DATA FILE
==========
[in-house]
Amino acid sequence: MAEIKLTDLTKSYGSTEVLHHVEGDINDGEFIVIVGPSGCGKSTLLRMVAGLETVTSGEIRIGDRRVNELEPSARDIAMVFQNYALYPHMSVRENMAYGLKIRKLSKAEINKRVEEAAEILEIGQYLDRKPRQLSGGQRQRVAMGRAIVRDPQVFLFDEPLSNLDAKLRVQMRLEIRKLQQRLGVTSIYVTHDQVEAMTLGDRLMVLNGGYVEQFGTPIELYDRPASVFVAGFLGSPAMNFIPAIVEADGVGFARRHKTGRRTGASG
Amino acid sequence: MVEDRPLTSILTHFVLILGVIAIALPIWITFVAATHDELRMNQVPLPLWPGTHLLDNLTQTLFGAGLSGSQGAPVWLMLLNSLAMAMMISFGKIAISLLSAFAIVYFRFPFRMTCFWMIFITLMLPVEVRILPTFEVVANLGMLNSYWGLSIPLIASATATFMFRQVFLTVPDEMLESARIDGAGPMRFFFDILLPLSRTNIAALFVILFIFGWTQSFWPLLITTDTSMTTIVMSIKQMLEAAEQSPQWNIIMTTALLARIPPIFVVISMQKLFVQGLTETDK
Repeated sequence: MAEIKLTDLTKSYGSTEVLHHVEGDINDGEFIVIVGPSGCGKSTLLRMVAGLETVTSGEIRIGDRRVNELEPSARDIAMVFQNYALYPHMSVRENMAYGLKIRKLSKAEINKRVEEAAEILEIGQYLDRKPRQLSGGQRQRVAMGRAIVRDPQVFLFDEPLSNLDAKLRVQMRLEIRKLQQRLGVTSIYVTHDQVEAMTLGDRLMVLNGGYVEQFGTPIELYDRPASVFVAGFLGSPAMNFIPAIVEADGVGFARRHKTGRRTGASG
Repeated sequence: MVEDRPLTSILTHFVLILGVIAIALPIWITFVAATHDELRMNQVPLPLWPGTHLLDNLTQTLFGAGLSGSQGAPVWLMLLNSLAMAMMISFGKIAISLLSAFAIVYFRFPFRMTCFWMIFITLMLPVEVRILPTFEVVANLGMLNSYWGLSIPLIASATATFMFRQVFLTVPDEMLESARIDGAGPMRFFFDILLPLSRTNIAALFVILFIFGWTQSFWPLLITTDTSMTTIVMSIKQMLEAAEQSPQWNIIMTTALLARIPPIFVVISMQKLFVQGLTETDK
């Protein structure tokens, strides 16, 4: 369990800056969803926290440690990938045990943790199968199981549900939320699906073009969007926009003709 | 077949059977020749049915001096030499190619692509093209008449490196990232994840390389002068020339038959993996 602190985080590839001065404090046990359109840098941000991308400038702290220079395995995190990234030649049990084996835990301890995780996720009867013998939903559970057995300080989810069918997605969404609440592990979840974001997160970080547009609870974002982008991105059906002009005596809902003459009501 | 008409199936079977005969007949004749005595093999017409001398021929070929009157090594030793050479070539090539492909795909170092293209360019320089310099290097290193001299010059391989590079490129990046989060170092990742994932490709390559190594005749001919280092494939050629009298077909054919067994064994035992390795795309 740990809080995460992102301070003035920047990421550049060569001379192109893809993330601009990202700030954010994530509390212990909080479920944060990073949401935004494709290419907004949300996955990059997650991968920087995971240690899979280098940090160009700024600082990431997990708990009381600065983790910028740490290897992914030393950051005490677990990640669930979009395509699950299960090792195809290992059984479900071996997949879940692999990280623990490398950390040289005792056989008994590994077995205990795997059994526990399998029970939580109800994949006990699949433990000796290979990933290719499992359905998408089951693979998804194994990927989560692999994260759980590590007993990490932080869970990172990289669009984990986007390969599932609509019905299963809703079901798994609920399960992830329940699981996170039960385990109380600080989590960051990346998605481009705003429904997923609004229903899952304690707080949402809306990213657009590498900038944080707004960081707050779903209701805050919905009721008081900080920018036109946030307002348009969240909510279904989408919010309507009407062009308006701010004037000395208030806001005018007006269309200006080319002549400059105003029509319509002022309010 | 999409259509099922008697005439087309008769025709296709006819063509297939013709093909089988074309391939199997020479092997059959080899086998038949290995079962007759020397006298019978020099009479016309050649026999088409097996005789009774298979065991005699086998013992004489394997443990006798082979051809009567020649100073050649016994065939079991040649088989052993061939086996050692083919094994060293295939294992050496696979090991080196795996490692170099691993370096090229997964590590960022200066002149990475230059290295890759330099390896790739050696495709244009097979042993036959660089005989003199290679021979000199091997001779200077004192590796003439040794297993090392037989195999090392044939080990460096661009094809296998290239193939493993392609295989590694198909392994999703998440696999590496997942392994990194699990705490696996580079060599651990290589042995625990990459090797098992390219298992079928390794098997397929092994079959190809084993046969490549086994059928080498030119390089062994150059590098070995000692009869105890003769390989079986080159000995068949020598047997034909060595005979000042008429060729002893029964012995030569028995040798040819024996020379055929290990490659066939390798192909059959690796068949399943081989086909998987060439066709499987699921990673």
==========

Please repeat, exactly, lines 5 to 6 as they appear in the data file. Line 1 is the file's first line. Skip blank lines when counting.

Repeated sequence: MVEDRPLTSILTHFVLILGVIAIALPIWITFVAATHDELRMNQVPLPLWPGTHLLDNLTQTLFGAGLSGSQGAPVWLMLLNSLAMAMMISFGKIAISLLSAFAIVYFRFPFRMTCFWMIFITLMLPVEVRILPTFEVVANLGMLNSYWGLSIPLIASATATFMFRQVFLTVPDEMLESARIDGAGPMRFFFDILLPLSRTNIAALFVILFIFGWTQSFWPLLITTDTSMTTIVMSIKQMLEAAEQSPQWNIIMTTALLARIPPIFVVISMQKLFVQGLTETDK
């Protein structure tokens, strides 16, 4: 369990800056969803926290440690990938045990943790199968199981549900939320699906073009969007926009003709 | 077949059977020749049915001096030499190619692509093209008449490196990232994840390389002068020339038959993996 602190985080590839001065404090046990359109840098941000991308400038702290220079395995995190990234030649049990084996835990301890995780996720009867013998939903559970057995300080989810069918997605969404609440592990979840974001997160970080547009609870974002982008991105059906002009005596809902003459009501 | 008409199936079977005969007949004749005595093999017409001398021929070929009157090594030793050479070539090539492909795909170092293209360019320089310099290097290193001299010059391989590079490129990046989060170092990742994932490709390559190594005749001919280092494939050629009298077909054919067994064994035992390795795309 740990809080995460992102301070003035920047990421550049060569001379192109893809993330601009990202700030954010994530509390212990909080479920944060990073949401935004494709290419907004949300996955990059997650991968920087995971240690899979280098940090160009700024600082990431997990708990009381600065983790910028740490290897992914030393950051005490677990990640669930979009395509699950299960090792195809290992059984479900071996997949879940692999990280623990490398950390040289005792056989008994590994077995205990795997059994526990399998029970939580109800994949006990699949433990000796290979990933290719499992359905998408089951693979998804194994990927989560692999994260759980590590007993990490932080869970990172990289669009984990986007390969599932609509019905299963809703079901798994609920399960992830329940699981996170039960385990109380600080989590960051990346998605481009705003429904997923609004229903899952304690707080949402809306990213657009590498900038944080707004960081707050779903209701805050919905009721008081900080920018036109946030307002348009969240909510279904989408919010309507009407062009308006701010004037000395208030806001005018007006269309200006080319002549400059105003029509319509002022309010 | 999409259509099922008697005439087309008769025709296709006819063509297939013709093909089988074309391939199997020479092997059959080899086998038949290995079962007759020397006298019978020099009479016309050649026999088409097996005789009774298979065991005699086998013992004489394997443990006798082979051809009567020649100073050649016994065939079991040649088989052993061939086996050692083919094994060293295939294992050496696979090991080196795996490692170099691993370096090229997964590590960022200066002149990475230059290295890759330099390896790739050696495709244009097979042993036959660089005989003199290679021979000199091997001779200077004192590796003439040794297993090392037989195999090392044939080990460096661009094809296998290239193939493993392609295989590694198909392994999703998440696999590496997942392994990194699990705490696996580079060599651990290589042995625990990459090797098992390219298992079928390794098997397929092994079959190809084993046969490549086994059928080498030119390089062994150059590098070995000692009869105890003769390989079986080159000995068949020598047997034909060595005979000042008429060729002893029964012995030569028995040798040819024996020379055929290990490659066939390798192909059959690796068949399943081989086909998987060439066709499987699921990673």